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Philosophies and Themes

The existence of theories or broad ideas in the field of education plays an important role in understanding the way by which learning takes place among students and its corresponding effect to the society. Pedagogy or the study of becoming a teacher, which also includes the different teaching strategies that are implemented also, gives due attention and importance to the various schools of thought about education. Education philosophies are necessary in order to properly identify the teaching techniques and strategies that will be applied in the learning process of students.

In relation to this, educational philosophies are also relevant to parents and to the society as a whole because the training of students in educational institutions has a huge impact in the way they will contribute to the development of the society. Being the case, it is necessary that the various educational philosophies are critically studied. In doing so, this paper will discuss an excerpt from the book of Greene in order to properly identify the educational philosophy that is used in the aforementioned work.

Furthermore, the works of Adler, Dewey, and Illich will also be included. Greene’s Book Based on the excerpt of the book of Maxine Greene, he gives due emphasis and importance to the idea of individual freedom. Greene takes into account the work of different authors like Marx and Berlin in order to point out that individuals, specifically in the American society are not actually experiencing the true essence of freedom because they are constrained by institutions and other established beliefs that constraints their ability to freely think for themselves.

Freedom is defined by Greene as not the lack of responsibility but rather the free will to accept responsibility of an individual’s experience of the world. She uses the work of Isaiah Berlin in order to prove her point, wherein it states, “we are enslaved by despots – institutions or beliefs or neuroses – which can be removed only by being analyzed and understood. We are imprisoned by evil spirits which we have ourselves – albeit not consciously – created, and can exorcize them only by becoming conscious and acting appropriately” (Greene, 1988 p.

4). The constraints upon individuals by external influences is also regarded by Greene as a cause by which individuals merely regard themselves as an object in a larger society because they do not have the opportunity to think for themselves, as subjects that can actually revolutionize the society (Greene, 1988). Due to this, Greene argues that the main goal of education should be to assist students to realize their deep connection and responsibility within themselves and also their relation with other individuals in the world.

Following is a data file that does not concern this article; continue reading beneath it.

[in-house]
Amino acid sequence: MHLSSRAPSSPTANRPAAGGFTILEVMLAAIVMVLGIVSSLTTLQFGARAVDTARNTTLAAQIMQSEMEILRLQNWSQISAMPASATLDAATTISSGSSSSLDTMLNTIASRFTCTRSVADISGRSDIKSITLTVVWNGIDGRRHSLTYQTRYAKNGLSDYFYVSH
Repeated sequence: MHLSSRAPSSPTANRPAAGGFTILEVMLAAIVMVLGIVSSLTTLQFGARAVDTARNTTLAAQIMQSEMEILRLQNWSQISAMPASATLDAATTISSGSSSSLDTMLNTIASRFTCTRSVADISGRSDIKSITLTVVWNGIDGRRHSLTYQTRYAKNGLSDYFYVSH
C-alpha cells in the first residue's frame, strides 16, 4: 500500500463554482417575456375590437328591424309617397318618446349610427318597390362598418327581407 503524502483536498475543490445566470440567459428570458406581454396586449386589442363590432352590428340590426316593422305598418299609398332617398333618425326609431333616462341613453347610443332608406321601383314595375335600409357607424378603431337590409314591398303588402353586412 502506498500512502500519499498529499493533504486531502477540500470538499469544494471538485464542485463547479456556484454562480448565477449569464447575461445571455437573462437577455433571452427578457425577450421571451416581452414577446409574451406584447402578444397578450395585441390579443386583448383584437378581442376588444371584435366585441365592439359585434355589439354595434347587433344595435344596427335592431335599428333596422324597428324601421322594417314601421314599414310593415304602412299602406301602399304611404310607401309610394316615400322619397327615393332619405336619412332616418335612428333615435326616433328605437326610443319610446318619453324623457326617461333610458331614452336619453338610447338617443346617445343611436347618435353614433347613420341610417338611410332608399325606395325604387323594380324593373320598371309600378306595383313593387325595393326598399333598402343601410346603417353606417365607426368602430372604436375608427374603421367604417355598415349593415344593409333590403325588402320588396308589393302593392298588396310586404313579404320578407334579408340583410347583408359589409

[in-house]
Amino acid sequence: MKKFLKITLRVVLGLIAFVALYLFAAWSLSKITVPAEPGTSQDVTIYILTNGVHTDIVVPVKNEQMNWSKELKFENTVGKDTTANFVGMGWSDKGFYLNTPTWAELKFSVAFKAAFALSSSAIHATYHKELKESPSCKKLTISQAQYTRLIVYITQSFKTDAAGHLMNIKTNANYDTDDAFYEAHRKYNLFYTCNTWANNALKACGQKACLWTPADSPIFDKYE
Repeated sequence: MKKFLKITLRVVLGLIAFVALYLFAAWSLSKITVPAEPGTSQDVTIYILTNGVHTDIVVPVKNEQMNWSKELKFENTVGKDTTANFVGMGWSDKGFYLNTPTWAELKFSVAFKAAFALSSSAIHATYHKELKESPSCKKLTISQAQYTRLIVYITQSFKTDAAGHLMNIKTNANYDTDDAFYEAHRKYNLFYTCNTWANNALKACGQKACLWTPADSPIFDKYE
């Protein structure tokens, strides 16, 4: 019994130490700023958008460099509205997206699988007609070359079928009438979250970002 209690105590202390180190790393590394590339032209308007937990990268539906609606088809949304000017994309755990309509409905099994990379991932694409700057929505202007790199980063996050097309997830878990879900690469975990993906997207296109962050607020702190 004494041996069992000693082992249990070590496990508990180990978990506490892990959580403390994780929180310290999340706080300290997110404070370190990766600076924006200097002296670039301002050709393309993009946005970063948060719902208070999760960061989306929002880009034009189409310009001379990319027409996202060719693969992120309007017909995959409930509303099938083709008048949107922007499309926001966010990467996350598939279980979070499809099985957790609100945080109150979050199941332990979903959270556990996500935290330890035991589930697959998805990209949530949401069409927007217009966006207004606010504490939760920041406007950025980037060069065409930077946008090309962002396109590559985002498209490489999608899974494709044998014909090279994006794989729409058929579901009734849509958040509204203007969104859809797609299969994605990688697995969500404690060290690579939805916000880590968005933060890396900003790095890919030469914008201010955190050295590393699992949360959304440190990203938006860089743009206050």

Students should understand that the primary reason for learning is in order to develop their intellectual talents that will paved the way for the establishment of a society that actually captures the real meaning of democracy, which supports a just and caring environment to live in (Greene, 1988). The major tenets of Greene’s arguments exemplify the radical educational philosophy because she asserts that learning is a radical catalyst that allows a deeper understanding of one’s self and the imaginary, which is way in order to inflict political force of change (Greene, 1988).

The radical educational philosophy advocates that the purpose of education is to heighten the awareness of people when it comes to the social and political contradictions in their culture. In the same manner, Greene believes that education is a way for students to maximize their intellectual capabilities, which is free from social and political constraints. In addition, Greene argues that the ultimate purpose of education is to aid students as well as teachers to establish the respective of their lives wherein teachers should challenge the given bound and restrictions, which often caused by institutions and other belief system.

Marxism has a huge influence in the radical philosophy of education. As such, it also influences the argument of radical writers to perceive education as a means for social change (Greene, 1988). Greene also holds the same belief that education is radical catalyst that can actually serve as a political force of change. As a result, Greene supports activities in the field of arts wherein it will allow people to awaken themselves through reflective encounters that are supported by such works.

The perceptive encounter of individuals with the arts can help them to actually get in touch with themselves, which is a prerequisite in changing the society that resembles democracy not merely as a kind of government but an actual way of life (Greene, 1988). John Dewey John Dewey, a prominent personality in the progressive educational philosophy also has its own stance when it comes to education and its relation to freedom and the society.

According to Dewey (1899), the concept of freedom or being free entails that individual have to be true to themselves wherein education has to have meaning for the life of people. Dewey gives due importance to the mind of individuals and their capability to consciously and expressly deal with the situation that they are in. In addition being free also includes the need of individuals to realize new possibilities in order for them to become open to their future self.